example, remains a serious problem as local governments, eager
to develop the economy, are willing to overlook provisions of
the law and sacrifice the health -- or even lives -- of workers,
he said. The firm itself faces pressure from government
entities unhappy with Zhou's lawsuits, and often receives little
to no support from related government departments. The
government cannot actually force his firm to close, however,
because every step he and his firm takes in their cases are in
accordance with the law, he said. Financially, the firm faces
difficulties in that their clients lack funds to pay for legal
services, and some clients simply disappear after winning a case
and receiving compensation, leaving the attorney fees unpaid.
The firm's low paychecks also mean retention of lawyers is
difficult, he added.

Lawyer Appeals to USG for Grants: Photos of Limbless Workers
--------------------------------------------- ---------------

7. (SBU) Mr. Zhou made a strong appeal for three million RMB
(440,000) in grant monies from the U.S. Government to establish
a legal reference library based on the thousands of worker
rights cases that he has filed since 1996. Zhou took CG into a
storage room with piles of boxed documents, from which he took
out three black shoe boxes filled with dozens of group photos of
Chinese workers who had lost one or more limbs in industrial
accidents. (Note: CG told Zhou that there was often an annual
cycle for applying for grants of this type, and promised to
notify Zhou should an opportunity arise to apply for worker

CHENGDU 00000210 002.2 OF 002

rights-related grants. End Note.)

Impact of Financial Crisis, Returning Migrant Workers
--------------------------------------------- --------

8. (SBU) Despite signs of "recovery" in the financial system,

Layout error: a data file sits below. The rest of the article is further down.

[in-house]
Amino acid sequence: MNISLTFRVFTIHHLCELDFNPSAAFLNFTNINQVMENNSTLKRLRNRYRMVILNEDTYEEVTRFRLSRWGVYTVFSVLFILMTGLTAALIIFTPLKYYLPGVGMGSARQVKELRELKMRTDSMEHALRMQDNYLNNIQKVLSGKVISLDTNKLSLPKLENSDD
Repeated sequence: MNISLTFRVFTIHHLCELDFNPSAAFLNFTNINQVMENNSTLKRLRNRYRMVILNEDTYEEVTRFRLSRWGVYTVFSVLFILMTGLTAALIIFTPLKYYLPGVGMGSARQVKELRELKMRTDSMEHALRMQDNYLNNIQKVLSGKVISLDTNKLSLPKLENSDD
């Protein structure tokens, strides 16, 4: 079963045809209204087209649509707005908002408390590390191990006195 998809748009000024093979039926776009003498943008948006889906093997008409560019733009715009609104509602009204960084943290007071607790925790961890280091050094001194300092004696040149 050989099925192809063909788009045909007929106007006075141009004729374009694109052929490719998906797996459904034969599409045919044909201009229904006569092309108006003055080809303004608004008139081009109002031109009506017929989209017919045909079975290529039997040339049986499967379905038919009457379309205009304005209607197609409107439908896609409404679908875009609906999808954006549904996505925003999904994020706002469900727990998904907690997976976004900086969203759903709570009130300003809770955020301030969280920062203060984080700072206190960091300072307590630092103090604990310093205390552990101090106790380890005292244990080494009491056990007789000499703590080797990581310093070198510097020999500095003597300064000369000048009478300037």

Zhou's firm continues to see and feel the impact of the global
financial crisis on the migrant labor community, he said.
During a previous meeting with PolEconOff, Zhou described these
challenges in greater detail, saying that due to the crisis many
businesses were unwilling to pay overtime as they had in the
past. An increased number of bankrupt companies also were
unable to pay workers as factories simply closed overnight,
giving workers just enough to get home. As a consequence, the
types of cases Zhou's firm saw changed, shifting from a
predominance of workplace injury cases to issues of
compensation, social security, and unemployment insurance.
Moreover, he noted, their success rate declined, and even
plaintiffs who won their cases were been reluctant to pay the
firm for its services.

Guizhou Province: Worker Rights Not Protected

9. (SBU) The province hardest hit by the meltdown in terms of
the effect on migrant labor, Zhou assessed, was Guizhou.
"Guizhou is not a legal society," he said, and the labor and
legal situation there is particularly egregious, with courts and
local politicians uneager to help workers. Guizhou courts are
unwilling to even accept salary-related cases, he told
PolEconOff. Zhou stressed his view that unhappiness among
Guizhou's migrant labor population, combined with lack of access
to legal remedies, were a significant contributor to the public
outrage that spilled over in the July 2008 riots in Weng'an,
sparked by public reaction to local police handling of the death
of a teenage girl.

© Scoop Media